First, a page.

Trac Bannon: John does not mince words when talking about his wife, Liz. You can hear with each word he says about “the boss” that he truly adores her. It’s not often these days to hear about a couple that grew up in the same small town, attended the same church, and remember the same kids and teachers from high school. As fate would have it, Liz attended BU as well. One day he saw Liz standing at BU Central, at the e-stop, Liz’s cousin, Jay Apple, had been in the high school math club with John. He seized the moment. 

John Kaufhold: Hey, aren’t you Jay Apple’s cousin? she was way out of my league. Like her dad was the head partner at the law firm downtown, Apple and Yoast. And he went to Harvard Law School with Anton and Scalia. I had a mullet in high school and my parents did not have even a bachelor’s degree, right? So I am on, I’m the wrong side of the track. 

Trac Bannon: Liz and John would occasionally run into each other and exchange emails. Liz went off to law school and their relationship plodded along through those occasional emails. That is, until John got his first job with GE. He was tasked with attending a big radiology conference in Chicago. Part of his responsibility was supposed to be networking, or as he calls it “Schmoozing”. He felt ready to give up and went for a walk. 

John Kaufhold: I just go for a walkabout… I’m walking down Michigan Avenue, I look up and I say, Liz? And she says, John? What are you doing here? And, thinking to myself, like, uh, what are, what are the chances that this person like… if you took the XYZT coordinates of our lives, there’s no person on the planet with a bigger dot product than her, and there she is. I just randomly run into it. That’s like fate hitting me over the head with a frying pan thing. You’re really supposed to talk to her. That’s like the best thing that ever happened to me. And again, that was one of the things that, it started as me in a moment of professional failure. Not knowing who to network with in Chicago, right? 

Trac Bannon: They began dating, though they decided that they would pull back on building a relationship since she was practicing law in West Virginia and he was in Albany, New York.

Then John took a chance. He was headed to Germany to give a talk about mammography and gave her a call. Long story short, she agreed. She waited until she joined him in Germany to surprise him. She got a job in DC, and there are direct flights from Albany to DC. They were married in 2010 at Lamont Farms in York, Pennsylvania.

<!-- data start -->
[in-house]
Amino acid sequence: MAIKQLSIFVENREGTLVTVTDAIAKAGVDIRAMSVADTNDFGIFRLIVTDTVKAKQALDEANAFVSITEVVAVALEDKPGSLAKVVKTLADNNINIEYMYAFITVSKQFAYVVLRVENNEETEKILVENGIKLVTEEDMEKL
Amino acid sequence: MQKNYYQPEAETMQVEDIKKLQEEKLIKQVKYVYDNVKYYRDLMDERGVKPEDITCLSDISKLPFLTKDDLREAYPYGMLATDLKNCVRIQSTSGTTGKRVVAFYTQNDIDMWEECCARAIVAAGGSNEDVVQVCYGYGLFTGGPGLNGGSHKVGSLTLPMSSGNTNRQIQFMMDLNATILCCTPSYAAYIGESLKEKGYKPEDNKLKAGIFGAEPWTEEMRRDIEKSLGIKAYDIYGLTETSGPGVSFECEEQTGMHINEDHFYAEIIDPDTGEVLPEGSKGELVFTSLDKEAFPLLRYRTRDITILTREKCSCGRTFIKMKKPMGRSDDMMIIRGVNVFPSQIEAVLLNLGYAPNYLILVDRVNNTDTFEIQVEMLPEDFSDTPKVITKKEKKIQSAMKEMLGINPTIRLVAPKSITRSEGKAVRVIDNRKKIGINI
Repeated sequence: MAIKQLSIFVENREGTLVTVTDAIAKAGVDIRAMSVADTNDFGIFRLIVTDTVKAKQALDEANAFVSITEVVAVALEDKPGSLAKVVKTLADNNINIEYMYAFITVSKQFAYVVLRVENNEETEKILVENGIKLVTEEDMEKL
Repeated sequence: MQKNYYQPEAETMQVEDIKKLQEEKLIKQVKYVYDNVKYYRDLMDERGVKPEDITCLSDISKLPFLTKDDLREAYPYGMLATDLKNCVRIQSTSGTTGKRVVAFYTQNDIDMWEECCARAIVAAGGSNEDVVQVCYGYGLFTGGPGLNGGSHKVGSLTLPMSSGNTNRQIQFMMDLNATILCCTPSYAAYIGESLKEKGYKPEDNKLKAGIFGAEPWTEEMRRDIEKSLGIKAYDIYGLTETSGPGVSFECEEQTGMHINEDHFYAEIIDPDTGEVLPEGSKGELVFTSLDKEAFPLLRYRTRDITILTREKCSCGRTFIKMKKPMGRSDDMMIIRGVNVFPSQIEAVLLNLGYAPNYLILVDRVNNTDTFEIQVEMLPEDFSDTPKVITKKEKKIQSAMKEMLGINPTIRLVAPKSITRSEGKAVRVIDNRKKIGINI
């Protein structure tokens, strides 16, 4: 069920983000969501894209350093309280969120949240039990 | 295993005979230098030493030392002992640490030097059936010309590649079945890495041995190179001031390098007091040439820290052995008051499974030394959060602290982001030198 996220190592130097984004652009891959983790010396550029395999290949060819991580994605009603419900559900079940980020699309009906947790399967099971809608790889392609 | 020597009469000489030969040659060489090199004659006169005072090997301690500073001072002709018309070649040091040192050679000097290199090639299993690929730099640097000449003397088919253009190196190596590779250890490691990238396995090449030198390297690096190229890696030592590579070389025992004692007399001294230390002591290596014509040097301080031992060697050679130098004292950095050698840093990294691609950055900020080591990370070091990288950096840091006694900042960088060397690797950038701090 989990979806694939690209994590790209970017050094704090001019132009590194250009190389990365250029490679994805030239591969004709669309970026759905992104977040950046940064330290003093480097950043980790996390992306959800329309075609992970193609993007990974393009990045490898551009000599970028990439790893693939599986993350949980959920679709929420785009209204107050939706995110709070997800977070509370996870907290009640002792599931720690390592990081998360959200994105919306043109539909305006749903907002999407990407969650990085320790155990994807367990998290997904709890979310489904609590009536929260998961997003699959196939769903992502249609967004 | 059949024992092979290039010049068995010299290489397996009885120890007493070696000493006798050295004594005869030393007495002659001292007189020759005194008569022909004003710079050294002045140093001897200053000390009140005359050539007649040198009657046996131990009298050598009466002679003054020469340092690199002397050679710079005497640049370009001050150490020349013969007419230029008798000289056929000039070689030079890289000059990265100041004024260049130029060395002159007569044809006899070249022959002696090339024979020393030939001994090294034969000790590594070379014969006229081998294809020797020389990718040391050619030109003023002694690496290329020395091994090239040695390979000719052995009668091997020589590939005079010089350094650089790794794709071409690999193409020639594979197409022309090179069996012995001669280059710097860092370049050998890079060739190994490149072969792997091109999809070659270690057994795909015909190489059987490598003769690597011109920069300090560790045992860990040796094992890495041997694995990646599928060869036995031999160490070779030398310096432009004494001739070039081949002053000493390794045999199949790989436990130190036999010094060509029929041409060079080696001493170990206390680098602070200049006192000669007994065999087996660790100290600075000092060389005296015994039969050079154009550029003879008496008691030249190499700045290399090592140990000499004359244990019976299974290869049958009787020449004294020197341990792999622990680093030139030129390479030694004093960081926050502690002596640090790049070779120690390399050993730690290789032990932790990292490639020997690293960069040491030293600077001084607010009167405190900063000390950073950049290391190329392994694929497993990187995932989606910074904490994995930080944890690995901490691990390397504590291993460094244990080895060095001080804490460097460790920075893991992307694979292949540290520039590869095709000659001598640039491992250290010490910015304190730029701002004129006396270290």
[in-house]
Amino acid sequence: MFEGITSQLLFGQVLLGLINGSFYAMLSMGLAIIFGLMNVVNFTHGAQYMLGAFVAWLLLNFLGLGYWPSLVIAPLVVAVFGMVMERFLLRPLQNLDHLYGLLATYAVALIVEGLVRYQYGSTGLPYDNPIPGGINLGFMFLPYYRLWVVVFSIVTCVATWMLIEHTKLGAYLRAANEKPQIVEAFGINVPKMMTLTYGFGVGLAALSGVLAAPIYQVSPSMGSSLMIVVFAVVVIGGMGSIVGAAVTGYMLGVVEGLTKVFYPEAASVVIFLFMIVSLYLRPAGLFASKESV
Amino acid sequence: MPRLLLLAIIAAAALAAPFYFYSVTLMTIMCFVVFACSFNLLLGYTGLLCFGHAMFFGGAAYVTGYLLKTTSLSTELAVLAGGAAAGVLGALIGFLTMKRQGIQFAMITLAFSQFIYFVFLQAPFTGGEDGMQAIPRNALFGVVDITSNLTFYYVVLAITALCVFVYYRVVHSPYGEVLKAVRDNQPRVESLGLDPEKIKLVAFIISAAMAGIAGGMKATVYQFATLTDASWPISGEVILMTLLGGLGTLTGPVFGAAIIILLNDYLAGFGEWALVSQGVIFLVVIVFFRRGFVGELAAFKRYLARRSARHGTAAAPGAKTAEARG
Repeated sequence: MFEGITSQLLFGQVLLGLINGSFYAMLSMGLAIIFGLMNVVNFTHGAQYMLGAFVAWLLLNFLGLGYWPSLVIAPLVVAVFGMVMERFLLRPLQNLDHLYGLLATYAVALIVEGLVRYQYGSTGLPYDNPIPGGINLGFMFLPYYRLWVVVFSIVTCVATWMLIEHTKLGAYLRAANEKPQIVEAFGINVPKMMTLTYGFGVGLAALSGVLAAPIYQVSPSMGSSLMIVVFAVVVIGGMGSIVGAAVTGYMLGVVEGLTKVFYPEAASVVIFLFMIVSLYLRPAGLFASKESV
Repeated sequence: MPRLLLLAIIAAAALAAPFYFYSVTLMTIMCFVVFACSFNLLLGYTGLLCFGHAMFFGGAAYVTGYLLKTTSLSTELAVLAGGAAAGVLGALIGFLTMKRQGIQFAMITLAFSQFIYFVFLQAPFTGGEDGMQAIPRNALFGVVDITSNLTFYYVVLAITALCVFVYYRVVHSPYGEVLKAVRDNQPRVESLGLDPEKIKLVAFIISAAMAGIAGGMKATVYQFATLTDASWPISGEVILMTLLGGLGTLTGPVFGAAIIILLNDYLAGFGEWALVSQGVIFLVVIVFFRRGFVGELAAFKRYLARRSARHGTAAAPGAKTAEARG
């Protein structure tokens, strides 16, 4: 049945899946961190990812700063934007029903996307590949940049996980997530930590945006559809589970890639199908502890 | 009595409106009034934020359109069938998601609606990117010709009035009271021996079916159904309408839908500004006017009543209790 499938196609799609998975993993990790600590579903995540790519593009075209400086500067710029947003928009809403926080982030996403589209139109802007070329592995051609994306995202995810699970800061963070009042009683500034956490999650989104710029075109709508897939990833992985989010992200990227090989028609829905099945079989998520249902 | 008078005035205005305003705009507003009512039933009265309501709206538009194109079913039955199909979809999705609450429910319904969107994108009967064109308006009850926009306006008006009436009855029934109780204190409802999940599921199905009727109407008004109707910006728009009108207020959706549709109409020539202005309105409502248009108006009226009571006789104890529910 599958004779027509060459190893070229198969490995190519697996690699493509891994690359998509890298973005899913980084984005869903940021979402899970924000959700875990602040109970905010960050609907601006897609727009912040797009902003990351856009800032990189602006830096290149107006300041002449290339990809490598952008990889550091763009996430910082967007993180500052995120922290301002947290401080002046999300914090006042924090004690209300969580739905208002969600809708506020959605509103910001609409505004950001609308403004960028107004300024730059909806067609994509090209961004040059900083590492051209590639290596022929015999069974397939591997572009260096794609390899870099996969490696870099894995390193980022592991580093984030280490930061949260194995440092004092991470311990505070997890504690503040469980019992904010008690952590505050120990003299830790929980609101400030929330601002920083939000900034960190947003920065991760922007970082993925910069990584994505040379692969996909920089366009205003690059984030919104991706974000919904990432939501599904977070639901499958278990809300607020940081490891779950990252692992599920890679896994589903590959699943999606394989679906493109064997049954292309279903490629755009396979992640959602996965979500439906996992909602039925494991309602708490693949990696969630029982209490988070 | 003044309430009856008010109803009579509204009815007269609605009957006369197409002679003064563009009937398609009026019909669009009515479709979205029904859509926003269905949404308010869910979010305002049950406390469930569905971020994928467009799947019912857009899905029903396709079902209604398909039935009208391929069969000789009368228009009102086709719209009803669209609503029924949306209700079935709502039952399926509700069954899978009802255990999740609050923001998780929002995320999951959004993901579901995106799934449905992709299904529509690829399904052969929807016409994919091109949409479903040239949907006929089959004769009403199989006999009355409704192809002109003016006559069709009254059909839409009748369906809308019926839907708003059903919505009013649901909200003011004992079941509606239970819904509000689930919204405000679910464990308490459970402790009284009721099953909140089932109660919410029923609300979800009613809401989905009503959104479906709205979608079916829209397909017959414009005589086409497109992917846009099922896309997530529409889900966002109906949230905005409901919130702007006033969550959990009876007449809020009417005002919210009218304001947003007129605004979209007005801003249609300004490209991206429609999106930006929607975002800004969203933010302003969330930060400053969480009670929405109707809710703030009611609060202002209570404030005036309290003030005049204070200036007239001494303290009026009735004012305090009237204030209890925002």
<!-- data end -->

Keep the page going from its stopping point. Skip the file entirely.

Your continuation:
There’s a certain trait with many Real Technologists that inspires me . They take a chance. They say yes to opportunities. Their journeys are dramatically changed because they took a risk. 

 John stayed with GE for 5 years before moving to SAIC, the Science Applications International Corporation. SAIC is a Fortune 500 company that primarily serves the U.S. federal government, including the Department of Defense, Department of Homeland Security, and other federal civilian agencies. John would spend nearly 8 years as an image scientist and technical fellow. 

During his tenure at SAIC, John led and contributed to a range of innovative projects that combined machine learning, image analysis, and data fusion. How about enhancing security by analyzing cargo container images? Or advancing medical research through 3D brain imaging? John even developed algorithms for camouflage patterns. 

His list of accomplishments is long. Remember, I said this is one of those uber smart people that I need to get a little courage to call? John took a sabbatical from SAIC to study Deep Learning at MIT. This was 2010, well before what John calls the Deep Learning Big Bang. 

Next, it was time to puddle hop to the National Institutes of Health. The role and the leadership were just not as described. 

John Kaufhold: I remember in my exit interview, I was talking to the woman that actually interviewed me when I came in. She’s like, so where are you going from here? I’m like, I don’t know. Does that make sense? She’s like, no, it does not make sense… like I have no plan. I’m just, I’m just quitting. And I said, what if I started a company? Does that make sense? No, also does not make sense. But that’s what I ended up doing.

Trac Bannon: It was his wife Liz that pushed John to start his own company. She knew it would consume his time. She knew it was a risk. 

John Kaufhold: Use that network. Start your company here. If you could take your company to Lancaster, if that works out… you could do all these other things. But she’s like, if you don’t do it, you might regret it. Oh my God, she was right.

And she also made it clear that I had every license to fail… and fail spectacularly. She gave me the ticket to the best professional experience in my career, had faith in me, more faith than I had in myself.

Trac Bannon: John founded Deep Learning Analytics, DLA. It wasn’t an easy slam dunk. Working with the U. S. government is fraught with policies and contracting rules so complex that sometimes even the government officials are not clear. To fund the new startup, John kept working on side deep learning analytics projects. John sought advice from a Score mentor named Gerry Sanz. Score is a non profit group partnered with the Small Business Association, the SBA, to help small businesses. John’s wife suggested he work with Sue Rego. She had run companies before and would balance John’s technical focus.